Individuals can also have a prescription filled that is technically not an FDA-approved drug, but the drug must have the same active ingredients, dosage form, strength, and route of administration as the FDA-approved drug and is made by the same manufacturer as the FDA-approved drug. These drugs are manufactured by the same brand-name manufacturer and are made for sale in the market of the approved country.

The registered exporter is required to verify that the drug can be traced back to the original manufacturer and the drug must have been stored and handled properly. The FDA, through its on-site inspectors, will also be verifying that the prescription drugs being dispensed to patients meet FDA's criteria.

Once the prescription is filled, the registered exporter will place a label or other markings on the package for shipping that identify the shipment as being in compliance with FDA's safety requirements and all registration conditions. These markings will be designed by FDA and may include track-and-trace technologies and anti-counterfeiting measures. When the package enters the U.S., that marking will signify to Customs officials that the product was dispensed from a registered exporter and can therefore be permitted to enter the country. Packages with drugs that lack this marking will be seized by Customs and destroyed.

Q: Can the importation of prescription drugs from other countries be expanded?
A: Yes. In the second year of the importation program, HHS would be required to submit a report to Congress on the safety of the program and its impact on trade. Unless Congress acted, the program would be expanded in year three to include importation from the European Union, the European Free Trade Association, Japan, Australia and New Zealand. Other countries that meet specific statutory criteria may also be added to the list.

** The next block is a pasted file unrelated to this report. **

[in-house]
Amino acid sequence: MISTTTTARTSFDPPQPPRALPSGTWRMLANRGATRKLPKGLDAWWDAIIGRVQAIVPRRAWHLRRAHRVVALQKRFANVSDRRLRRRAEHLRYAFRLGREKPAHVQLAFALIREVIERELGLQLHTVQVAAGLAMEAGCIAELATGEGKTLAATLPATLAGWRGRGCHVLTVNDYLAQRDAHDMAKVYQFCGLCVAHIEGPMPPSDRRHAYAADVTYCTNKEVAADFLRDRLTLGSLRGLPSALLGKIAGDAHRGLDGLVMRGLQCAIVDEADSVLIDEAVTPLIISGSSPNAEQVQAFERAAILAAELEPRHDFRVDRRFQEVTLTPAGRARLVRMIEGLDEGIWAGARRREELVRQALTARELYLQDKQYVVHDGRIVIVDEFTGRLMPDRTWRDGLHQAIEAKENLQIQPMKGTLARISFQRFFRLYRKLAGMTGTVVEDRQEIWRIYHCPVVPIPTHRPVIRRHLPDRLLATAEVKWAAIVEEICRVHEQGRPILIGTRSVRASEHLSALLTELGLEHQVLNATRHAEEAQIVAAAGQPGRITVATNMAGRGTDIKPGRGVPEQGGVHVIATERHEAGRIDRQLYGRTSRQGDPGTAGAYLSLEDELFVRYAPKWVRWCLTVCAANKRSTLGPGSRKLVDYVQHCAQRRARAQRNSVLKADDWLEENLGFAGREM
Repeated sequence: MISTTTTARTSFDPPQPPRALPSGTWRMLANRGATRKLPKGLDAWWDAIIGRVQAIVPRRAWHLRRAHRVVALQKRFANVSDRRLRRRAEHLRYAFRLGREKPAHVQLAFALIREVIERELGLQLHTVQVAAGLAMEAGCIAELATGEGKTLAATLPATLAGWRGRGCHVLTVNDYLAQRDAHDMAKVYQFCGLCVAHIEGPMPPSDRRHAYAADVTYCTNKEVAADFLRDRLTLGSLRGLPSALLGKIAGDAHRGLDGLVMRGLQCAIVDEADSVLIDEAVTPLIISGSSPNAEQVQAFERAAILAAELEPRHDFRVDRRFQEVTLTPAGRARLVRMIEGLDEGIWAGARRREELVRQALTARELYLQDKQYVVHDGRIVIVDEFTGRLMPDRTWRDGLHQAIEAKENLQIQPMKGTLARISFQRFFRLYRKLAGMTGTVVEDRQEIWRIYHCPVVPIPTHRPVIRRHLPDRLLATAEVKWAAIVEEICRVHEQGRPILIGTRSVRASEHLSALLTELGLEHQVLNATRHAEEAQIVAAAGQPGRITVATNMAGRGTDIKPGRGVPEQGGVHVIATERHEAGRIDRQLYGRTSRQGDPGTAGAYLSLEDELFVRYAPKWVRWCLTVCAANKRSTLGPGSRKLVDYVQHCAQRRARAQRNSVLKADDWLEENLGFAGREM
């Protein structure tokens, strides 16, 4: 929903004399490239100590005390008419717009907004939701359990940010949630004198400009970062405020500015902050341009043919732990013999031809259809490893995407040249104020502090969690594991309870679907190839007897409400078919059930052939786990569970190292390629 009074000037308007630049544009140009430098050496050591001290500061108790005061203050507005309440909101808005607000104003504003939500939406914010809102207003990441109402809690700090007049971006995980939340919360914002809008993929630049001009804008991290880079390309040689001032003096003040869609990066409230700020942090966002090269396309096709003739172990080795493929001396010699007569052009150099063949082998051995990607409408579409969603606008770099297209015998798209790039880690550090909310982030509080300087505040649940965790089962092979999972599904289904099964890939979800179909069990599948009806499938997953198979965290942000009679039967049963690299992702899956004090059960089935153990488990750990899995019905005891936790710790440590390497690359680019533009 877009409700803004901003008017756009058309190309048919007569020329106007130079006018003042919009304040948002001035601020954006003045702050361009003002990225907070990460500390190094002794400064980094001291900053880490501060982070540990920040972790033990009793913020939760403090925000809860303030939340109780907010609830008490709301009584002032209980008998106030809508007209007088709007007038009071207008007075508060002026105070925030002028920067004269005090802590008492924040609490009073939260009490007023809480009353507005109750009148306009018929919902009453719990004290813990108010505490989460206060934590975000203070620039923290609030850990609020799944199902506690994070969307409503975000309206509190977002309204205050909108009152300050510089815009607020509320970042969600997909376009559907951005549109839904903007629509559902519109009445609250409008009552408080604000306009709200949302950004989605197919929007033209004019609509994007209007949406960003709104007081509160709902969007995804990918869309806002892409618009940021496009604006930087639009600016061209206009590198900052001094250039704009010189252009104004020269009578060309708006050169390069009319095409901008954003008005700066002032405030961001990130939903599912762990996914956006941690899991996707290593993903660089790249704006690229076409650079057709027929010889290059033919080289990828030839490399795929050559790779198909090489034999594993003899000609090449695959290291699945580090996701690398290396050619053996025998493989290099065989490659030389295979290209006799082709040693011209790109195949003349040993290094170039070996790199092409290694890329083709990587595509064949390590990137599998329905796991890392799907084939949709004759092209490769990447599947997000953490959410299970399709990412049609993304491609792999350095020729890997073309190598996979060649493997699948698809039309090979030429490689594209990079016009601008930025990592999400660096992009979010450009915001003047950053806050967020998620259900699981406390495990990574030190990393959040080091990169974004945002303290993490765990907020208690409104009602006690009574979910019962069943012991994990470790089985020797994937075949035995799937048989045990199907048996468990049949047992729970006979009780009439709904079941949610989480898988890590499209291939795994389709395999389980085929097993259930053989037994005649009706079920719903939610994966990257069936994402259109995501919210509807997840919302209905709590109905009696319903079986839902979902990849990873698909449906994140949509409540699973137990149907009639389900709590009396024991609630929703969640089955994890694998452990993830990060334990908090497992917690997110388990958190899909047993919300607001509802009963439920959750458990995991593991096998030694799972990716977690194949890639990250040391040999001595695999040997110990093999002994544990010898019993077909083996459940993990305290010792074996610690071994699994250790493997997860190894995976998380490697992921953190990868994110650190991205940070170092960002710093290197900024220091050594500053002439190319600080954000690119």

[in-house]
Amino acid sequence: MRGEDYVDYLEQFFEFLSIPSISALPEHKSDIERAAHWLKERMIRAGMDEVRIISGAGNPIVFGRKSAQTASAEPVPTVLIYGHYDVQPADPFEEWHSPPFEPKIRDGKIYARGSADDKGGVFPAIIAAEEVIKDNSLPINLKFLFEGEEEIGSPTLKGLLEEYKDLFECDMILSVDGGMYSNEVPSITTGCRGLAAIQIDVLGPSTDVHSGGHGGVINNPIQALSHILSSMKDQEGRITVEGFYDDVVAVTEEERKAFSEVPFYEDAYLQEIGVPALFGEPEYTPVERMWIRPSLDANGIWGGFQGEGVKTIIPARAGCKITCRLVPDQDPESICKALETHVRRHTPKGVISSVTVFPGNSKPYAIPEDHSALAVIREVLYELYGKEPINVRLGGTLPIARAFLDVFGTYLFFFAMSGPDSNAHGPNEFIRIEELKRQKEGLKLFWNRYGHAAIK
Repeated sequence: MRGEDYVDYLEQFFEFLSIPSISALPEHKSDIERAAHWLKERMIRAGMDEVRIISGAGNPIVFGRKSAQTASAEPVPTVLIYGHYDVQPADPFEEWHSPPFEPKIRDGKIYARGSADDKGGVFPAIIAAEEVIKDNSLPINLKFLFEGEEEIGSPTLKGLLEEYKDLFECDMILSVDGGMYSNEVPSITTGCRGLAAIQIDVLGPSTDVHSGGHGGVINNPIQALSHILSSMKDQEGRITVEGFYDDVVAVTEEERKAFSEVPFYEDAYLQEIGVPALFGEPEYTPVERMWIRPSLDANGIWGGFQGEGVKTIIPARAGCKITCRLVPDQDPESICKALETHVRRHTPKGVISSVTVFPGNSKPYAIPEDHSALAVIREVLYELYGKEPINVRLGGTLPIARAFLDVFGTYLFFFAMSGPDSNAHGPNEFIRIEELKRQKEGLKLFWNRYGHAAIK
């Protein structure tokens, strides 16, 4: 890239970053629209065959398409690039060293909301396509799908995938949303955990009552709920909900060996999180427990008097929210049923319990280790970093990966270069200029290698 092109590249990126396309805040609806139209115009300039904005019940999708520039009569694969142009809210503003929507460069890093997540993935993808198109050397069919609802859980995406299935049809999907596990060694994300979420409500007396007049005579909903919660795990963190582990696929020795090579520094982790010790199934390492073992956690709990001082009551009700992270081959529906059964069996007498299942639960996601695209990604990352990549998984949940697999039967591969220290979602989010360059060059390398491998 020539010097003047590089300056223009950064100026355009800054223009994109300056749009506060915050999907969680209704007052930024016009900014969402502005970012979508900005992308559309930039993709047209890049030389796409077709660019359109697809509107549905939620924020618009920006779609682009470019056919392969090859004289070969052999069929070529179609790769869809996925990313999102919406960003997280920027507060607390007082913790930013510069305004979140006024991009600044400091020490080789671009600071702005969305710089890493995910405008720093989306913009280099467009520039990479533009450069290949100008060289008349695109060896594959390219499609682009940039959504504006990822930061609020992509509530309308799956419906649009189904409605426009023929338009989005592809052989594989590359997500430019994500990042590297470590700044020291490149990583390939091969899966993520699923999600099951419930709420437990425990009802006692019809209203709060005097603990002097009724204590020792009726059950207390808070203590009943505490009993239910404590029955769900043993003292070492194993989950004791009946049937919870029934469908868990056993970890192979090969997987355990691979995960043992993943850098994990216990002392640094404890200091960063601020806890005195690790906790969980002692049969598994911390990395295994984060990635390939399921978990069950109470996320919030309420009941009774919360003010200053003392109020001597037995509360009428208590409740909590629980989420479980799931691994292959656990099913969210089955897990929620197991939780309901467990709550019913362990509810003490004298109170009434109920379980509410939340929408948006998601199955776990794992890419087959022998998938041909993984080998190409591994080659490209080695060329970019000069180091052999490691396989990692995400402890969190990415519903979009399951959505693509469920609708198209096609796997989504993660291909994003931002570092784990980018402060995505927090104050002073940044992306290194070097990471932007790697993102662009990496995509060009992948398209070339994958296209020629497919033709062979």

Q: What is the complete list of countries that would be permitted in the third year of the program?
A: There are currently 15 members of the European Union: Austria, Belgium, Denmark, Finland, France, Germany, Greece, Ireland, Italy, Luxembourg, Portugal, Spain, Sweden, The Netherlands, and the United Kingdom. Beginning on May 1, 2004, there will be 10 new member states in the European Union: Cyprus, Czech Republic, Estonia, Hungary, Latvia, Lithuania, Malta, Poland, Slovakia, and Slovenia. There are 4 member countries in the European Free Trade Association: Iceland, Liechtenstein, Norway, and Switzerland.

Q: How much does this program cost?
A: The infrastructure needed to guarantee the safety of the imported prescriptions would be financed through user fees. User fees would be paid by registered exporters, which could be the overseas pharmacies or prescription drug wholesalers, for example. The Congressional Budget Office has not yet officially scored the bill.